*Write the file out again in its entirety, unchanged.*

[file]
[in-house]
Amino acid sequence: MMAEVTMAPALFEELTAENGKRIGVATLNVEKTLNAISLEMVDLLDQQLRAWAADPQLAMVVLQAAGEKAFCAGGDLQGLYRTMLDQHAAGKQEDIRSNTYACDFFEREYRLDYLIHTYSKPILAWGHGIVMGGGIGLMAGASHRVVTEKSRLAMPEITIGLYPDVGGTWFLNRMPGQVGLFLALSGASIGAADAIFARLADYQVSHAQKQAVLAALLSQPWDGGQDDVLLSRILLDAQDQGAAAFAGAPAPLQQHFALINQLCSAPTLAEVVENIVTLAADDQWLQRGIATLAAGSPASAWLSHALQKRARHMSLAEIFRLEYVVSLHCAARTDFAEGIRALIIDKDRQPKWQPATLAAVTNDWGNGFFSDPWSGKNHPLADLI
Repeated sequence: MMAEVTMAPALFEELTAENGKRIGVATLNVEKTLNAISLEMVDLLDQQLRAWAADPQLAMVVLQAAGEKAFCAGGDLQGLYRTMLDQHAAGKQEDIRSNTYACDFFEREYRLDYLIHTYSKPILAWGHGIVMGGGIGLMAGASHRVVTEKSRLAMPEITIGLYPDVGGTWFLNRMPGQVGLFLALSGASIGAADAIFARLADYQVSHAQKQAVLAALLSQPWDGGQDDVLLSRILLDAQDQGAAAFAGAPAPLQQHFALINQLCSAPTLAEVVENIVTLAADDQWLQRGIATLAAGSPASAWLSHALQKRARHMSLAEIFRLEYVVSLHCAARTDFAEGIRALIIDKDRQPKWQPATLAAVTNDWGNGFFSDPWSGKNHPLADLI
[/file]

[in-house]
Amino acid sequence: MMAEVTMAPALFEELTAENGKRIGVATLNVEKTLNAISLEMVDLLDQQLRAWAADPQLAMVVLQAAGEKAFCAGGDLQGLYRTMLDQHAAGKQEDIRSNTYACDFFEREYRLDYLIHTYSKPILAWGHGIVMGGGIGLMAGASHRVVTEKSRLAMPEITIGLYPDVGGTWFLNRMPGQVGLFLALSGASIGAADAIFARLADYQVSHAQKQAVLAALLSQPWDGGQDDVLLSRILLDAQDQGAAAFAGAPAPLQQHFALINQLCSAPTLAEVVENIVTLAADDQWLQRGIATLAAGSPASAWLSHALQKRARHMSLAEIFRLEYVVSLHCAARTDFAEGIRALIIDKDRQPKWQPATLAAVTNDWGNGFFSDPWSGKNHPLADLI
Repeated sequence: MMAEVTMAPALFEELTAENGKRIGVATLNVEKTLNAISLEMVDLLDQQLRAWAADPQLAMVVLQAAGEKAFCAGGDLQGLYRTMLDQHAAGKQEDIRSNTYACDFFEREYRLDYLIHTYSKPILAWGHGIVMGGGIGLMAGASHRVVTEKSRLAMPEITIGLYPDVGGTWFLNRMPGQVGLFLALSGASIGAADAIFARLADYQVSHAQKQAVLAALLSQPWDGGQDDVLLSRILLDAQDQGAAAFAGAPAPLQQHFALINQLCSAPTLAEVVENIVTLAADDQWLQRGIATLAAGSPASAWLSHALQKRARHMSLAEIFRLEYVVSLHCAARTDFAEGIRALIIDKDRQPKWQPATLAAVTNDWGNGFFSDPWSGKNHPLADLI